Skip to main content

Currently Skimming:

5 Break Out Session Reports
Pages 67-72

The Chapter Skim interface presents what we've algorithmically identified as the most significant single chunk of text within every page in the chapter.
Select key terms on the right to highlight them within pages of the chapter.

From page 67...
... , facilitated the session on policy, and Michael Villaire, chief executive officer of the Institute for Healthcare Advancement served as the rapporteur. Andrew Pleasant, senior director for health literacy and research at the Canyon Ranch Institute, facilitated the services and care discussion and also acted as the rapporteur.
From page 68...
... He then reported discussing a broad range of options for developing a common research agenda for literacy, language, and culture, with much of the discussion focusing on communication, systems, health outcomes, and building a business case. Rima Rudd also noted the discussion about the need for more research to support the value argument, and in particular, about the need to improve the quality of the data collected using available metrics.
From page 69...
... At the same time, some members of this breakout session noted that the effort to integrate health literacy with language access and cultural competence to create effective approaches for improving outcomes for all patients is still in its infancy. The session tried unsuccessfully to identify terms that could sum up these three areas with some participants noting that there is a need for new language to describe this effort.
From page 70...
... He then reported that one person suggested "providing rational enlightenment by honoring all people and asking them what is important." Another person suggested the solution was to conduct a thorough examination of all the polices that relate to these three areas, collect input on them through engagement with individuals and communities, evaluate them to identify which ones are working and which are not, and promote those that do work and make changes to those that do not. A final suggestion was to look at accreditation across the range of health services and health professions and identify where health literacy, cultural competence, and language access are and are not being adequately represented and change those for which they are not.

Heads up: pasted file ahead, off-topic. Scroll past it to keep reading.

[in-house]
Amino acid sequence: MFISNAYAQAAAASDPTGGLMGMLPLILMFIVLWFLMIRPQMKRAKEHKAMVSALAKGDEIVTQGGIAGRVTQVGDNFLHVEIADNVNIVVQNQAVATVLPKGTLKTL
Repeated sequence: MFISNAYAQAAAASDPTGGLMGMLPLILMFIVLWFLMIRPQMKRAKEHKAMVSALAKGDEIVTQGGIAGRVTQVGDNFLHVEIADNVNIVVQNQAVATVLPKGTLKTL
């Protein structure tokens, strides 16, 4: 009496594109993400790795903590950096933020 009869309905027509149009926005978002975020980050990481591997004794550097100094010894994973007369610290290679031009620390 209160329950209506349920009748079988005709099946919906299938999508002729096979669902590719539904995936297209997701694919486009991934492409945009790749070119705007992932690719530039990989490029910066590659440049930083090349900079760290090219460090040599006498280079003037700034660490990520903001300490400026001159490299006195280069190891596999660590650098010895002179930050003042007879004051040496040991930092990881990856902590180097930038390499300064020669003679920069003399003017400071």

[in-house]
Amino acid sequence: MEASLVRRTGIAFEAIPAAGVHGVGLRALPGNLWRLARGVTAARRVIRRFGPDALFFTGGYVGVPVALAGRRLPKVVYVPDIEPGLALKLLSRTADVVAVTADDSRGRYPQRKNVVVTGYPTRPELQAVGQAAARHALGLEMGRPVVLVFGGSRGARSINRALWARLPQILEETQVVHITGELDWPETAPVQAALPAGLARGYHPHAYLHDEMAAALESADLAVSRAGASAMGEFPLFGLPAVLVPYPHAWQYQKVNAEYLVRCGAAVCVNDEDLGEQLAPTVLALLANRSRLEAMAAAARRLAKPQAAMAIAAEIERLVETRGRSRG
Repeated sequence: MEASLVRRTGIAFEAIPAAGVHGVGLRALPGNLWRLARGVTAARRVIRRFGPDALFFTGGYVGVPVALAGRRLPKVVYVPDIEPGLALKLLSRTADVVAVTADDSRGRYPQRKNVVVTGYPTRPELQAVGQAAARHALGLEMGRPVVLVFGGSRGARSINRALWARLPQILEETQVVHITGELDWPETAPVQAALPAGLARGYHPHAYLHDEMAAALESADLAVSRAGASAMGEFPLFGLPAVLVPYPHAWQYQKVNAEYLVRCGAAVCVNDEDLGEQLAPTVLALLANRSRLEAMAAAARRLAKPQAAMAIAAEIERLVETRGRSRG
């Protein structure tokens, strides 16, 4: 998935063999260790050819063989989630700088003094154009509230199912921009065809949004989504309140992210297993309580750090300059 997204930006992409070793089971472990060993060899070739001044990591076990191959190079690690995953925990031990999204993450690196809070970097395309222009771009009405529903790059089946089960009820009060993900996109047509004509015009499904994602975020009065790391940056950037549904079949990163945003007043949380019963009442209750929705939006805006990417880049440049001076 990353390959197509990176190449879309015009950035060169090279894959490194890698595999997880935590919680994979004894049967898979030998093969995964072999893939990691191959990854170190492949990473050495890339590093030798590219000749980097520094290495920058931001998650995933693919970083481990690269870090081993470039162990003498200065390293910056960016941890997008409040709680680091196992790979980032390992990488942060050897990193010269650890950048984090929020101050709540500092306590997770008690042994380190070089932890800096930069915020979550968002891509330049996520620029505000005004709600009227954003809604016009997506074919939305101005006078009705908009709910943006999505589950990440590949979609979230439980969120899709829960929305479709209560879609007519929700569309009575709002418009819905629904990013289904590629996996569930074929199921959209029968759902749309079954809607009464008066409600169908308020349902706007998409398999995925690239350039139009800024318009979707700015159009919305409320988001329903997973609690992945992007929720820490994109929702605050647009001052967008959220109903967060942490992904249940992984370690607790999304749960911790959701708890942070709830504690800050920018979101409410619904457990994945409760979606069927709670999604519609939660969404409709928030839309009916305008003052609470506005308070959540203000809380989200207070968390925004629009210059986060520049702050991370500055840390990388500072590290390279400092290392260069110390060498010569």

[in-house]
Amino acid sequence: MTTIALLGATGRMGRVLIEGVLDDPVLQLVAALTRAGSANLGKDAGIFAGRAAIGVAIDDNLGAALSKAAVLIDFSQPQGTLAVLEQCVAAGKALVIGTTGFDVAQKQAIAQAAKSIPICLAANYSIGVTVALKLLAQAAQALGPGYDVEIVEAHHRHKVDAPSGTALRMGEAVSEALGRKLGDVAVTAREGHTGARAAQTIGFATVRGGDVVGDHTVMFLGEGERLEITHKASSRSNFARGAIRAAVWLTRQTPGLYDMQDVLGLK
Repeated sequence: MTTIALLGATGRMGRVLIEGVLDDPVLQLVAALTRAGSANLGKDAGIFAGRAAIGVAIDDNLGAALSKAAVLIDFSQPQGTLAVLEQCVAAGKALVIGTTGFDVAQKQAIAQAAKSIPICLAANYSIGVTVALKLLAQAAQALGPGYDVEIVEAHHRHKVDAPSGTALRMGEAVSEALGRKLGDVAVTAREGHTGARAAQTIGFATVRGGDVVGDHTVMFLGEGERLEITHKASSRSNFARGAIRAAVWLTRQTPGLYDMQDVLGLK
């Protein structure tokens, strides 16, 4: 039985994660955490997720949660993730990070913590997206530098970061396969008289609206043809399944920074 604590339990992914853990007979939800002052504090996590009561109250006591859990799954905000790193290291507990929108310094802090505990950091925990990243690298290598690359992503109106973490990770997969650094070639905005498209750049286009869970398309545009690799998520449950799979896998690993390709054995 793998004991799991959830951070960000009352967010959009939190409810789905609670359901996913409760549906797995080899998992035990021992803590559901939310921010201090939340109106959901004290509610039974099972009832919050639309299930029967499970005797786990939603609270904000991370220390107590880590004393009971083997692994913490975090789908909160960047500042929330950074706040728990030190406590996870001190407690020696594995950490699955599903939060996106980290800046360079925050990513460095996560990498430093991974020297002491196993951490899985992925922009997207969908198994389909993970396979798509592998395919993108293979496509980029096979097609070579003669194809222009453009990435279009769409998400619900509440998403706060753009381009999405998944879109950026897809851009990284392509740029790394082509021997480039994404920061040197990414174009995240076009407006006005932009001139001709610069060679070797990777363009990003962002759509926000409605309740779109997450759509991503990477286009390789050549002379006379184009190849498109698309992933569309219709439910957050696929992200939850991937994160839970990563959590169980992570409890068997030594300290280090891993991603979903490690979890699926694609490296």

From page 71...
... "This is a fair topic and something we should be talking about, and it gets, more broadly speaking, into the definition of health literacy," said Paasche-Orlow. Jennifer Dillaha from the Arkansas Department of Health commented that the importance of strong leadership was a common thread in the three breakout discussions and wondered if one should promote health literacy leadership, particularly given the example of how North Shore–LIJ took action through strong leadership rather than because of a policy mandate.
From page 72...
... Rosof, who noted that the policy discussion raised the idea of involving the surgeon general, thought there was an opportunity for the roundtable to advocate for the surgeon general to create a bold initiative, just as was done for smoking, to make the integration of health literacy, cultural competence, and language access a national priority and get ahead of the demographic changes occurring in the United States. As a final comment, Alicia Fernandez said she was troubled by the fact that the NCQA is having difficulty getting commercial plans to collect and report data on race, ethnicity, and language despite the fact that the community has been saying for the past 15 to 20 years that these data are essential to moving forward.

This material may be derived from roughly machine-read images, and so is provided only to facilitate research.
More information on Chapter Skim is available.